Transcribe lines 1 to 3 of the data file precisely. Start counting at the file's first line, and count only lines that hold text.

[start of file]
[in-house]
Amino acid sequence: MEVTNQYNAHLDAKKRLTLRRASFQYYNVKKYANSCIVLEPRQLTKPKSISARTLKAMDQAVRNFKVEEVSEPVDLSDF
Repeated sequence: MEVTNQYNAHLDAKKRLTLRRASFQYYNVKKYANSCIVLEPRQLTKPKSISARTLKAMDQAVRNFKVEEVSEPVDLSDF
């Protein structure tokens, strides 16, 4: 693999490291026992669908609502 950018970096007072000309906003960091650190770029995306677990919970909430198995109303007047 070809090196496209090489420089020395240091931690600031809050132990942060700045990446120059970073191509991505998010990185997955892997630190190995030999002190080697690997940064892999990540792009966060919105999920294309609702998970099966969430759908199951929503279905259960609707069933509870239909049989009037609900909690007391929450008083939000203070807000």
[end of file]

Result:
[in-house]
Amino acid sequence: MEVTNQYNAHLDAKKRLTLRRASFQYYNVKKYANSCIVLEPRQLTKPKSISARTLKAMDQAVRNFKVEEVSEPVDLSDF
Repeated sequence: MEVTNQYNAHLDAKKRLTLRRASFQYYNVKKYANSCIVLEPRQLTKPKSISARTLKAMDQAVRNFKVEEVSEPVDLSDF